# Quantum harmonic oscillators - grand partition function

• Heirot
In summary, the conversation discusses calculating the grand partition function for a system of N noninteracting quantum mechanical oscillators with the same natural frequency. Two cases, Boltzmann statistics and Bose statistics, are considered. The energies of the system are given by a formula involving the number of phonons in each oscillator. The grand partition function is calculated using this formula and the function g(s), which represents the density of states for the system. The conversation also discusses the differences in calculating g(s) for the Boltzmann and Bose statistics cases, and questions whether the reasoning is correct and if the series can be summed into closed-form expressions.
Heirot

## Homework Statement

Calculate the grand partition function for a system of $$N$$ noninteracting quantum mechanical oscillators, all of which have the same natural frequency $$\omega_0$$. Do this for the following cases: (i) Boltzmann statistics; (ii) Bose statistics.

## The Attempt at a Solution

The energies of the system are given by
$$E(\{n_i\})=\frac{N}{2}\hbar\omega_0+\hbar\omega_0\sum_{i=1}^Nn_i$$
where $$n_i \geq 0$$ is the number of phonons in the i-th harmonic oscillator. For a given
$$s=\sum_{i=1}^Nn_i$$
the grand partition function is
$$Z_G(\beta,\mu)=e^{-\beta\frac{N\hbar\omega_0}{2}}\sum_{s=0}^{\infty}g(s)e^{-\beta s (\hbar \omega_0 - \mu)}$$
The function $$g(s)$$ represents density of states (degeneracy) of the bosonic system, and I have a hard time calculating it.

For Boltzmann statistics, the oscillators are distinguishable and the degeneracy should be equal to the number of ways one can partition s identical objects into N different boxes, e.g.
$$g(s)=\frac{(s+N-1)!}{s!}$$
On the other hand, for Bose statistics, the oscillators (boxes) are now indistinguishable and one has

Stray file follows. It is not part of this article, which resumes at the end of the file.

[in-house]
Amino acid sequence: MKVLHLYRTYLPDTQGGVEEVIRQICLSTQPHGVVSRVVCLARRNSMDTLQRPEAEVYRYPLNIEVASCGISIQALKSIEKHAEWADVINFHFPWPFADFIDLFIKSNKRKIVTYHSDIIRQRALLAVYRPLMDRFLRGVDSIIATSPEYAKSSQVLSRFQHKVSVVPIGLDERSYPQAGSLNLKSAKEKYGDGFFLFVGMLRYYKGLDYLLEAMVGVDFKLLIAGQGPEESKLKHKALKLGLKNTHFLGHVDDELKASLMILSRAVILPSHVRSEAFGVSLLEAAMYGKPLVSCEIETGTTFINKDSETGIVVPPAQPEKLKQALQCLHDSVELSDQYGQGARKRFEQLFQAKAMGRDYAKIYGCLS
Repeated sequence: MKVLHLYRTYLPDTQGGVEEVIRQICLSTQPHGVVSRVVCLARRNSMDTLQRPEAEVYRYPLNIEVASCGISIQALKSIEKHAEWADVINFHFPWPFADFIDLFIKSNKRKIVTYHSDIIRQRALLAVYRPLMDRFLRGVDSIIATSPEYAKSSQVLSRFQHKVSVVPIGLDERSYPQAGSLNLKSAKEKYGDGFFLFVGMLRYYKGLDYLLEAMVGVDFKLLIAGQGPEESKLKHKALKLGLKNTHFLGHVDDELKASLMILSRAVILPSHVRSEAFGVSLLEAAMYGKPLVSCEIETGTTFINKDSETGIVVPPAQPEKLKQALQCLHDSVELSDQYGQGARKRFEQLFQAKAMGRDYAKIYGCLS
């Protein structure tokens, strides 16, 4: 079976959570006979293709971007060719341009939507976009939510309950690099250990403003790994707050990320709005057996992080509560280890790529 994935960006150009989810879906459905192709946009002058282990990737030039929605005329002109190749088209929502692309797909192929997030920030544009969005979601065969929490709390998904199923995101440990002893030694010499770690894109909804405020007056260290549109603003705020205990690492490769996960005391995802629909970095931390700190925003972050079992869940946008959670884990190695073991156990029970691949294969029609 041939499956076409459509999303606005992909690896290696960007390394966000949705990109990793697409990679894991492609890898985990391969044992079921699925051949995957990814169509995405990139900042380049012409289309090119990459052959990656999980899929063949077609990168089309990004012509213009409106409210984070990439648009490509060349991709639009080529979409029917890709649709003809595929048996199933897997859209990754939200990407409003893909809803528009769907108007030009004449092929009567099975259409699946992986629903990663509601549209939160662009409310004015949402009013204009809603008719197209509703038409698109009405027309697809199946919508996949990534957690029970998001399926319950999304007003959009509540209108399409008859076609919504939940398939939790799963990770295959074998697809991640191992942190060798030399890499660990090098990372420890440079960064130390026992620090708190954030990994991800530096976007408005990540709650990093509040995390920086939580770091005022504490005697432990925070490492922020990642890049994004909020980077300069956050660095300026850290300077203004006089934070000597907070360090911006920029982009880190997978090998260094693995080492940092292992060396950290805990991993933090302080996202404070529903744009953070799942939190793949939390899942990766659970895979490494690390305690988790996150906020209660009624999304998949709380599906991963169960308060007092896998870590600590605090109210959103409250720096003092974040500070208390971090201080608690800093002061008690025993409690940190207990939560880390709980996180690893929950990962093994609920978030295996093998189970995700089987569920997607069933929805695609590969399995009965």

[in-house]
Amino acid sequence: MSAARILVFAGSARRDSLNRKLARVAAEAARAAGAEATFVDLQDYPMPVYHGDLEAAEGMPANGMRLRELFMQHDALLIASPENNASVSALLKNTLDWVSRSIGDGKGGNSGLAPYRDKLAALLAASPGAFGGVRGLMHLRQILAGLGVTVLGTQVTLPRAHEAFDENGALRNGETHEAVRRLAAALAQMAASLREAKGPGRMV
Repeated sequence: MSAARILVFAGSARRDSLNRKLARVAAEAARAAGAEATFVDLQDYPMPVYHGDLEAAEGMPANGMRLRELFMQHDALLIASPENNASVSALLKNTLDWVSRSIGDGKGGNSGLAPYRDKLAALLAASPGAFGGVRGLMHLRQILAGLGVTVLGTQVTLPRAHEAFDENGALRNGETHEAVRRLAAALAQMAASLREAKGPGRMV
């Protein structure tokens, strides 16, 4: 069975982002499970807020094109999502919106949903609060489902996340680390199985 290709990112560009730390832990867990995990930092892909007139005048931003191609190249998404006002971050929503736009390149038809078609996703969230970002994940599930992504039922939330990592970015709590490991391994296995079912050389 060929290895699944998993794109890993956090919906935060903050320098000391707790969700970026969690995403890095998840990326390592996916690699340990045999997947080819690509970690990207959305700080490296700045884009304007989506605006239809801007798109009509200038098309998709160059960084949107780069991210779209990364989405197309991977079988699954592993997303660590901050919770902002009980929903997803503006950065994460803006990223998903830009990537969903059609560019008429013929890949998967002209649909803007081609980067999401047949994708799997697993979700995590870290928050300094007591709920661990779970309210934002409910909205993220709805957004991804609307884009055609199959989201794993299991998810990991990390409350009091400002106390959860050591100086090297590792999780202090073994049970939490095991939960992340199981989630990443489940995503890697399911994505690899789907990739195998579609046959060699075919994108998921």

$$g(s)=\frac{(s+N-1)!}{s!(N-1)!}$$

My question is, is this reasoning correct? If so, can I sum the series into closed-form expressions?

Thank you.

It looks as though I was wrong in the last post. E.g. for N=3 oscillators and s=3 phonons, one has:

Boltzmann case:
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10 different possibilities, but only

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3 in Bose Einstein case.

Is this reasoning correct?

## 1. What is a quantum harmonic oscillator?

A quantum harmonic oscillator is a physical system that exhibits harmonic motion, similar to a mass attached to a spring. However, in quantum mechanics, the oscillator's energy is quantized, meaning it can only take on discrete values.

## 2. What is the grand partition function for a quantum harmonic oscillator?

The grand partition function for a quantum harmonic oscillator is a mathematical expression that describes the statistical behavior of a system of oscillators in thermal equilibrium with a particle reservoir, taking into account both quantum and thermal effects.

## 3. How is the grand partition function used in quantum mechanics?

The grand partition function is a fundamental concept in statistical mechanics and is used to calculate the average properties of a system of quantum harmonic oscillators, such as the average energy and number of particles in the system at a given temperature.

## 4. What are the assumptions made in the grand partition function for quantum harmonic oscillators?

The grand partition function assumes that the oscillators are non-interacting and that the energy levels are evenly spaced. It also assumes that the particles in the system are indistinguishable and follow Bose-Einstein statistics.

## 5. How does the grand partition function change with temperature in a quantum harmonic oscillator system?

The grand partition function increases with temperature, meaning that as the temperature increases, there is a higher probability of finding particles in higher energy states. This is due to the thermal energy of the system being able to overcome the energy barrier between energy levels.

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